Money in the Walls

One of the biggest investments a person will typically make is in buying a home. Yet, aside from the security it provides, it’s a somewhat dormant investment. But a home equity loan can leverage that huge investment into cash—maybe even the purchase another property.

There are two different types of home equity loans, both of which are based on the value of the property. The most popular is a home equity line of credit, which works basically like a credit card. It has a variable interest rate on a specified dollar amount that can be borrowed for the life of the loan (usually 5 or 10 years). A traditional home equity loan works much like a second mortgage in that it’s a lump sum received up front and paid back over a set amount of time.

“When deciding which loan is best for you, you need to consider what your needs are,” said Rich Brown, a certified mortgage planner for Coltrain Funding Group in Hauppauge. “If you are planning to pay for a wedding or a remodeling project and know exactly how much money you’ll need, the home equity loan might be the right choice. If you are not sure how much money you will need and think you might need the money over time—such as for school tuition or for a remodeling project that might take some time to finish—the line of credit might be a better option.”

A home equity loan can be used for pretty much anything, like paying off high-interest credit card debt or funding college, elder care for parents and other big-ticket items. You can even use it to get that schooner you’ve had your eye on. “There’s a great deal of consumer finance options out there to fund boats, cars and motorcycles,” said Dan Kilfoil, a mortgage sales manager with Bethpage Federal Credit Union. “Sometimes people will use a home equity loan because the repayment is stretched out longer [than a typical vehicle loan].”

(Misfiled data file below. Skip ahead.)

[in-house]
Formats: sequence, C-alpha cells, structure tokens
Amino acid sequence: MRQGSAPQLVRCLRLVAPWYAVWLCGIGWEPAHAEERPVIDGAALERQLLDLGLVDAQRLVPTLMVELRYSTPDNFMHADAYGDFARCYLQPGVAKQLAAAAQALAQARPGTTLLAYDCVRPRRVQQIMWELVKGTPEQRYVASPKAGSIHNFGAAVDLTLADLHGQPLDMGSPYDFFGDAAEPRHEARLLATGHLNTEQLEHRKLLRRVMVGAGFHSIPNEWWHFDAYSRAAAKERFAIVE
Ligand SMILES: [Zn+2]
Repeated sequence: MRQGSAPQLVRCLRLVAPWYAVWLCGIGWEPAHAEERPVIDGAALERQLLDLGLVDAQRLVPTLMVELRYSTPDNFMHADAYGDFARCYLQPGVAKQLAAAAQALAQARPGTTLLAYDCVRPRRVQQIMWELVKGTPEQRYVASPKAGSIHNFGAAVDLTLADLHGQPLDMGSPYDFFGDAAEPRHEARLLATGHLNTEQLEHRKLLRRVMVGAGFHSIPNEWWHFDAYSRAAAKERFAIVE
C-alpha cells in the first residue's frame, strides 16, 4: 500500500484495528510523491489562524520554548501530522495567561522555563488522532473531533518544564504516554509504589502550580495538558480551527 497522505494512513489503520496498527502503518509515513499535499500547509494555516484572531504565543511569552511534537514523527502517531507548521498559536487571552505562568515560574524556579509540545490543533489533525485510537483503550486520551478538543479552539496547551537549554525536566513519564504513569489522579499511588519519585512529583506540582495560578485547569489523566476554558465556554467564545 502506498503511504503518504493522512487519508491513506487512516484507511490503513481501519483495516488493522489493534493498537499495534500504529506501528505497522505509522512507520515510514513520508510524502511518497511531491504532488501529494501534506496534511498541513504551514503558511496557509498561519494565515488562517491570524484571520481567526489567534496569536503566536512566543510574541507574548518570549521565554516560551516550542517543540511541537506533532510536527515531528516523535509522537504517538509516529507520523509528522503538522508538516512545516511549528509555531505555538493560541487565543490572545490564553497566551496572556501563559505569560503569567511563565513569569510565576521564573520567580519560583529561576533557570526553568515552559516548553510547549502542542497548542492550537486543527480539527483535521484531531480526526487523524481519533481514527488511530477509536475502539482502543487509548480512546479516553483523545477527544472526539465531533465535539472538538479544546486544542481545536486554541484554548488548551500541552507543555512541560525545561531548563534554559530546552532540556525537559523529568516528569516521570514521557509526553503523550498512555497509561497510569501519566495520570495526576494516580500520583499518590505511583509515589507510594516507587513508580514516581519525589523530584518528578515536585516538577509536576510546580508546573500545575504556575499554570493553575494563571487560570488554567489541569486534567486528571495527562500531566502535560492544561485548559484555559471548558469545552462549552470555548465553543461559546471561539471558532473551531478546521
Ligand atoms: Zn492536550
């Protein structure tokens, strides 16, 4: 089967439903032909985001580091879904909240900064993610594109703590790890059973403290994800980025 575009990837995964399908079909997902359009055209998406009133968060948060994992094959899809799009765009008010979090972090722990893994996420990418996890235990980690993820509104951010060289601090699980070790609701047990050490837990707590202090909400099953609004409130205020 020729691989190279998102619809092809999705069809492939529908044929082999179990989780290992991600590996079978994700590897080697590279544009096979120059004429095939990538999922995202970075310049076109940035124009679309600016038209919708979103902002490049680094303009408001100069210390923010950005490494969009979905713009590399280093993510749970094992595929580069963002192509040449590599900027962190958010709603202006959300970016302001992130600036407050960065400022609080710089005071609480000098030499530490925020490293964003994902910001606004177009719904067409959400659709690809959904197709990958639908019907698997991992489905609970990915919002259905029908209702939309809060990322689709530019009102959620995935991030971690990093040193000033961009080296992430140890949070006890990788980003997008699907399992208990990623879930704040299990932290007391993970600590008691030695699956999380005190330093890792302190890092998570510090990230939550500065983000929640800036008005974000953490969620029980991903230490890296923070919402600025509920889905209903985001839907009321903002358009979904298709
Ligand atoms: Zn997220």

It can also be used to invest in the house, but there are precautions. Un- less the home is a long-term residence, it may not be worth borrowing money (and paying interest) for interior renovations because the investment most likely won’t be recouped in a sale.

“If you have a house that’s worth $300,000, it wouldn’t pay to take out a home equity loan to do a new kitchen,” said Rich McQuillan, the broker/owner of EXIT Links Realty in Rockville Centre. McQuillan explained a bank may add only 15 percent of the value of the work when appraising the home. It would mean a buyer would have to be willing to pay well above market value to cover the seller’s cost of a $35,000 kitchen.

McQuillan cautioned that getting a home equity loan might be harder than it was a decade ago. Kilfoil agreed. “Nowadays, a great credit score is in excess of 740,” Kilfoil said. “However, based on other additional criteria, you may be eligible with credit scores in the mid-600s.” Kilfoil went on to say that because of steady home values and extremely low rates, there has been an increase in people seeking home equity loans. But demand doesn’t guarantee that banks are more apt to lend.

“We’re still in a market where the banks are very careful with equity loans,” McQuillan said. “Home equity loans are the ones that lost a lot of money when the market dropped, because the equity started to vaporize.”